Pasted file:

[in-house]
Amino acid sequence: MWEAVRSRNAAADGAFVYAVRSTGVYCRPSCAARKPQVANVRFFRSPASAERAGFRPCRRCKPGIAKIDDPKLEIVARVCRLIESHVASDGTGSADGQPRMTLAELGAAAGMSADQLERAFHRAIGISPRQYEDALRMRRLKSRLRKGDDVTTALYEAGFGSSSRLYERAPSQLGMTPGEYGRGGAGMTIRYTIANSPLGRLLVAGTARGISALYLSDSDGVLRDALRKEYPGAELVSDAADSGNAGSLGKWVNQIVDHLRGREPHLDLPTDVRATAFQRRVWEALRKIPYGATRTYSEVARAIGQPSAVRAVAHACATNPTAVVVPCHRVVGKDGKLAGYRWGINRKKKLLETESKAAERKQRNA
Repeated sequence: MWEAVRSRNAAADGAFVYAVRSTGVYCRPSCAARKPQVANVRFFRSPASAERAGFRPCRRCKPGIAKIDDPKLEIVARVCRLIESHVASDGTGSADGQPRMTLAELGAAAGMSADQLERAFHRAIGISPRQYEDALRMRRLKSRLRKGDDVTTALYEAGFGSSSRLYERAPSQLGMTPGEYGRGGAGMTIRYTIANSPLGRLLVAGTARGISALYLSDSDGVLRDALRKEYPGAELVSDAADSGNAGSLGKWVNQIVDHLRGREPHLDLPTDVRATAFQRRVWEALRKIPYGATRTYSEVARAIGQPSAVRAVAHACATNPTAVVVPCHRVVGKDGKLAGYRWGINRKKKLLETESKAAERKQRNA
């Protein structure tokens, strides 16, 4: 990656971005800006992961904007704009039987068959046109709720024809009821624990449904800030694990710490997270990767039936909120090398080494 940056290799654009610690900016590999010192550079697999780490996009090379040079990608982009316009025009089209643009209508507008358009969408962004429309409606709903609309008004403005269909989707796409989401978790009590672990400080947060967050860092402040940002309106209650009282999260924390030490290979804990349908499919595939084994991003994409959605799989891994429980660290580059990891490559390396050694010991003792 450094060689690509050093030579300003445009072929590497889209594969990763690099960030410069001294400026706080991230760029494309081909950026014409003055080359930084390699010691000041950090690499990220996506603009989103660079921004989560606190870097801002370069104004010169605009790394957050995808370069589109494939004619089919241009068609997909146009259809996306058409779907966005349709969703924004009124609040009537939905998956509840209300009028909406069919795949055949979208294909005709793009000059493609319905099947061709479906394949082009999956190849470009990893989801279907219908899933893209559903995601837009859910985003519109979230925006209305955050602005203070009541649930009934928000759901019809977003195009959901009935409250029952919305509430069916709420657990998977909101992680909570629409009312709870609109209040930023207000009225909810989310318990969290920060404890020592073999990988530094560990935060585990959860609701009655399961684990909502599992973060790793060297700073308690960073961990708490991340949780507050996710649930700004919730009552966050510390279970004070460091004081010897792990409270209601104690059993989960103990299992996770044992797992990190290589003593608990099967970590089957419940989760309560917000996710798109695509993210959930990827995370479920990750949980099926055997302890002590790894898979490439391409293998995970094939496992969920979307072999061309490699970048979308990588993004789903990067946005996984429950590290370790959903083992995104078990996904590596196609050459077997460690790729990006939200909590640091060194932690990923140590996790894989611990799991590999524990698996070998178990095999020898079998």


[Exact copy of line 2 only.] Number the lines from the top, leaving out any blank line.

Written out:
Amino acid sequence: MWEAVRSRNAAADGAFVYAVRSTGVYCRPSCAARKPQVANVRFFRSPASAERAGFRPCRRCKPGIAKIDDPKLEIVARVCRLIESHVASDGTGSADGQPRMTLAELGAAAGMSADQLERAFHRAIGISPRQYEDALRMRRLKSRLRKGDDVTTALYEAGFGSSSRLYERAPSQLGMTPGEYGRGGAGMTIRYTIANSPLGRLLVAGTARGISALYLSDSDGVLRDALRKEYPGAELVSDAADSGNAGSLGKWVNQIVDHLRGREPHLDLPTDVRATAFQRRVWEALRKIPYGATRTYSEVARAIGQPSAVRAVAHACATNPTAVVVPCHRVVGKDGKLAGYRWGINRKKKLLETESKAAERKQRNA